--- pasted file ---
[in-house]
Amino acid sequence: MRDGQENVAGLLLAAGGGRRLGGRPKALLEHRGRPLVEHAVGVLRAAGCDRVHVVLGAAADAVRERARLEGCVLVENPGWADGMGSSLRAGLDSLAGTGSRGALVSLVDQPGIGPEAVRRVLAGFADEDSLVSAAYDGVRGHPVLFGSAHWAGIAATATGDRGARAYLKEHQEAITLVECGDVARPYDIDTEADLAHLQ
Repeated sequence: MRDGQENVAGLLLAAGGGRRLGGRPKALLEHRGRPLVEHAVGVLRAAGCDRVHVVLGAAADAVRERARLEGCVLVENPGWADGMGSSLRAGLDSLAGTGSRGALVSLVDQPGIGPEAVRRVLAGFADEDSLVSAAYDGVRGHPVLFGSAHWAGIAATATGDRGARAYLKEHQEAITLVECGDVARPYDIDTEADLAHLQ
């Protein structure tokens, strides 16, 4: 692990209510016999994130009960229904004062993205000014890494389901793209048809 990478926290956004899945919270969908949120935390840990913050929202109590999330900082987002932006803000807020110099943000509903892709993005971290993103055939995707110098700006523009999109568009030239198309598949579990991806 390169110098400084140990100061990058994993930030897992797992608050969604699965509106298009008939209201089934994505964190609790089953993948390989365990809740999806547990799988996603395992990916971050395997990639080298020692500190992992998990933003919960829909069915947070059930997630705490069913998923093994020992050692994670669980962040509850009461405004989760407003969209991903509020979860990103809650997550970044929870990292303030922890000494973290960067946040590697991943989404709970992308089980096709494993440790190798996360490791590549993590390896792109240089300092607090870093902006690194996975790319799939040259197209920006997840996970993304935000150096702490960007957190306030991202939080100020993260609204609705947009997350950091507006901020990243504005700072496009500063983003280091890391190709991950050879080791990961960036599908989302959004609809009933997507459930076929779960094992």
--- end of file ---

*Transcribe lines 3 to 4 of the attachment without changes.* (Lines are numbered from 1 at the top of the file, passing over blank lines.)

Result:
Repeated sequence: MRDGQENVAGLLLAAGGGRRLGGRPKALLEHRGRPLVEHAVGVLRAAGCDRVHVVLGAAADAVRERARLEGCVLVENPGWADGMGSSLRAGLDSLAGTGSRGALVSLVDQPGIGPEAVRRVLAGFADEDSLVSAAYDGVRGHPVLFGSAHWAGIAATATGDRGARAYLKEHQEAITLVECGDVARPYDIDTEADLAHLQ
């Protein structure tokens, strides 16, 4: 692990209510016999994130009960229904004062993205000014890494389901793209048809 990478926290956004899945919270969908949120935390840990913050929202109590999330900082987002932006803000807020110099943000509903892709993005971290993103055939995707110098700006523009999109568009030239198309598949579990991806 390169110098400084140990100061990058994993930030897992797992608050969604699965509106298009008939209201089934994505964190609790089953993948390989365990809740999806547990799988996603395992990916971050395997990639080298020692500190992992998990933003919960829909069915947070059930997630705490069913998923093994020992050692994670669980962040509850009461405004989760407003969209991903509020979860990103809650997550970044929870990292303030922890000494973290960067946040590697991943989404709970992308089980096709494993440790190798996360490791590549993590390896792109240089300092607090870093902006690194996975790319799939040259197209920006997840996970993304935000150096702490960007957190306030991202939080100020993260609204609705947009997350950091507006901020990243504005700072496009500063983003280091890391190709991950050879080791990961960036599908989302959004609809009933997507459930076929779960094992």